When Planting Isn't Sexy – CMN Women
When Planting Isn't Sexy
By Rebecca Burtram
At a recent network event, my husband joked about how he needed a support to talk with once church planting stopped being sexy. Although it got a good laugh from the audience, his comment is a surprisingly accurate description of the church planting process.
We begin the process much like we begin our relationships. There is an appeal in the newness that draws us, and as we begin to get to know more about church planting, there is often a genuine emotional and spiritual connection. We are hooked.
Every new step in the process has our limbic systems buzzing. We find great gratification as we recruit team members, gather financial support, purchase new equipment, move into a space, and see people who might not otherwise have come to a church walk through our doors and encounter Christ.
It's an amazing and exciting experience…. Until it isn’t.
Like a marriage, there are seasons in church planting that don’t feel particularly sexy. The newness wears off and struggles come.
Money is one of the top stressors in relationships, so it should come as no surprise that one of the biggest reasons church planters start to lose that loving feeling is a lack of resources. Everyone is eager to help out when planters are first getting started, but eventually the new church has to care for itself.
Many pastors find themselves working multiple jobs in order to support their families – and the occasional church bill that the offering just didn’t cover.
Lack of Growth
After fifteen years of marriage you are still fighting about the same issues. He won’t put the toilet seat down and she spends too much money on clothes. Why won’t your partner just grow? Sounds a bit like the church doesn’t it?
We've been at it a few years and the numbers haven't done much. But the lack of fruit in some members' lives is much harder on your spirit than the slow pace of growth in attendance. People doubt God when things get tough, pull back on their service, or walk away from the church altogether.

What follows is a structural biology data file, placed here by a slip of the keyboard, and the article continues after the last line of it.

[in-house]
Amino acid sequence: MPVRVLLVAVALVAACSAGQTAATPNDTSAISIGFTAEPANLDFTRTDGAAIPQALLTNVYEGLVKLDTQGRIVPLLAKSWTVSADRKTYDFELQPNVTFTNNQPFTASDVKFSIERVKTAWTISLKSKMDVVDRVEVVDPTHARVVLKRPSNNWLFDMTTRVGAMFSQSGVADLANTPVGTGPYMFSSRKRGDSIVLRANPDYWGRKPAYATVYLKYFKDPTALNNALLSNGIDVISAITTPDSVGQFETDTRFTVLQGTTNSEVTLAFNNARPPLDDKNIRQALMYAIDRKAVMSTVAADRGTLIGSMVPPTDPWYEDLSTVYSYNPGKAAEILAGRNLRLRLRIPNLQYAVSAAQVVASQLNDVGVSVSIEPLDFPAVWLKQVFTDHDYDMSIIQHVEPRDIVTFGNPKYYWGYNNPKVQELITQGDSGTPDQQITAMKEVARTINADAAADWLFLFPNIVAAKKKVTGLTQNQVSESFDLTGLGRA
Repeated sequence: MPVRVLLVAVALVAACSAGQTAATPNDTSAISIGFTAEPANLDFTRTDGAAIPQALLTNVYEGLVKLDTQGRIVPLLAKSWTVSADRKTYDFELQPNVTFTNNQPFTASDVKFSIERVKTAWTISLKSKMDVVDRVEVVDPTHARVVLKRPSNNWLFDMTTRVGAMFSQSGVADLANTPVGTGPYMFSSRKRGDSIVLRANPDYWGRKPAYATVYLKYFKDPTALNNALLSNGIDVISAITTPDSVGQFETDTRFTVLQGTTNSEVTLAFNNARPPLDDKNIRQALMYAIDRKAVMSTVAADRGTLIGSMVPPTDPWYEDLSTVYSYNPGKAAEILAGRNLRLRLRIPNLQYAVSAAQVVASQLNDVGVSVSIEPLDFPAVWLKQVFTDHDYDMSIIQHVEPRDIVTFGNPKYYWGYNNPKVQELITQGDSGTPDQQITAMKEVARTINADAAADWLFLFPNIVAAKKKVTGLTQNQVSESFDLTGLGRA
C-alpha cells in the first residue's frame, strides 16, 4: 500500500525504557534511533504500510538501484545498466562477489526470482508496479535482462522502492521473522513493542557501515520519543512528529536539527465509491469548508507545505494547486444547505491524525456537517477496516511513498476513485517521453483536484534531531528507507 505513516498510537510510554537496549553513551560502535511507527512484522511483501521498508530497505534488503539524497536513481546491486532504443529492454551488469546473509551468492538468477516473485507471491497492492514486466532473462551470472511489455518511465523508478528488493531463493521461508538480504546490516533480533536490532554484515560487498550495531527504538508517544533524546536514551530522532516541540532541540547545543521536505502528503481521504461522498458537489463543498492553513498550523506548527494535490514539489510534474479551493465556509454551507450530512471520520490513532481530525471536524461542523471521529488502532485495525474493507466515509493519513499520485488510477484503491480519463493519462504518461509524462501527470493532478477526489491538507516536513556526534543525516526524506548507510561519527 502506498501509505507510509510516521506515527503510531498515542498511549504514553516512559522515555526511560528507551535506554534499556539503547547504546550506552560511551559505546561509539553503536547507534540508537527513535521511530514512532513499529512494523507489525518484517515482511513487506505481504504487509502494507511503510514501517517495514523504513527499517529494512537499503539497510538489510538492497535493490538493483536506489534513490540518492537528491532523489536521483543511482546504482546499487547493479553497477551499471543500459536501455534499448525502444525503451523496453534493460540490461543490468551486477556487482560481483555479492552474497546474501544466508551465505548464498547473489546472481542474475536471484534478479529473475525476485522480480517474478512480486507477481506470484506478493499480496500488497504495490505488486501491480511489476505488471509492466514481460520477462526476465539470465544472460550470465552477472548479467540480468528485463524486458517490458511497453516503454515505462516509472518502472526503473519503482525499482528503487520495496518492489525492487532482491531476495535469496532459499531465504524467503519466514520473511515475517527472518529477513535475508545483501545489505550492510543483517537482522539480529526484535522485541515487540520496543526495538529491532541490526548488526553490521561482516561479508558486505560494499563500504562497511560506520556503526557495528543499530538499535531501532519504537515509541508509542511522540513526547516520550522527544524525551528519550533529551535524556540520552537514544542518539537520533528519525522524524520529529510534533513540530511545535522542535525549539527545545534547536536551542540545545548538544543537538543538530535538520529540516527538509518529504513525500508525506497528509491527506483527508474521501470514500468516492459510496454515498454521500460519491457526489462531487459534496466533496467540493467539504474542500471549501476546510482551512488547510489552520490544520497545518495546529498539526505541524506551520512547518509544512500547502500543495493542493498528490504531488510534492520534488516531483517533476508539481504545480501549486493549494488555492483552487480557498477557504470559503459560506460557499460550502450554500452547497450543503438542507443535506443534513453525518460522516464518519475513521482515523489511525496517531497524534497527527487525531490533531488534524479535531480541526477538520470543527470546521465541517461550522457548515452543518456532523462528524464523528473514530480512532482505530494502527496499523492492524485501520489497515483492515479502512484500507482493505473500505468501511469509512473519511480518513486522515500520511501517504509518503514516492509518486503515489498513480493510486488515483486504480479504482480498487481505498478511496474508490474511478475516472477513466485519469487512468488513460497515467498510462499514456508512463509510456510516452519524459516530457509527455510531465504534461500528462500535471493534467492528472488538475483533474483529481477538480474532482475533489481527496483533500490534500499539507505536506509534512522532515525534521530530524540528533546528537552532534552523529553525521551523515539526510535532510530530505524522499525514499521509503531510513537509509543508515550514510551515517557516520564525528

Forgetting the Reasons We Fell in Love
With all the financial strain and the slow or stagnant progress, church planting can lose its luster. It stops being sexy and it just feels like a lot of work. You may even question what is keeping you in it.
So, what do we do?
Ministry and marriage aren’t always sexy. They require grit, commitment, and a deep knowledge of God’s control. The work is hard, but the reward is great.
1) Get help
See a counselor, pray, read all the available resources – particularly the Bible – and talk to others who have been there. You aren’t alone in the struggle, and God has called us to community. I have often said that community is a mathematical phenomenon because it divides our struggles and multiplies our joy.
2) Rekindle the flame
Make a list of all the miraculous ways God provided for your church and your family, listen to old testimony videos people made about your church, look at pictures from the beginning to now, and go on dates. When I say "go on dates," I mean it. Set up a romantic dinner with your spouse. Go sit on the lawn of the space you tear down and set up, or use the foyer of your permanent location and dream for the future. Pray together over the location and the people. Laugh about the disasters, cry about the heartbreaks, and talk about everything that is going right.
3) Keep God at the center
Colossians 3:23-24 (NLT) says:
“Work willingly at whatever you do, as though you were working for the Lord rather than for people. Remember that the Lord will give you an inheritance as your reward, and that the Master you are serving is Christ.”
Paul is talking to slaves, but it is in a section of scripture where he is giving practical advice to all believers on how to live life with God at the center. We all went into Church planting for the same primary reason – God called us to it. We can let all the expectations of others and the expectations we have placed on ourselves slip away. We have one Master, and He is proud of our labors.
Rebecca Burtram and her husband, Jonathan, planted Redemption Church Charlottesville on Easter of 2016. Rebecca is the author of Our Broken Hallelujahs and blogs about grace and imperfection at rebeccaburtram.com. She is passionate about helping others know that they are not alone in their struggles or their triumphs. If you have a church planting story to share with other CMN women, contact her at firstname.lastname@example.org.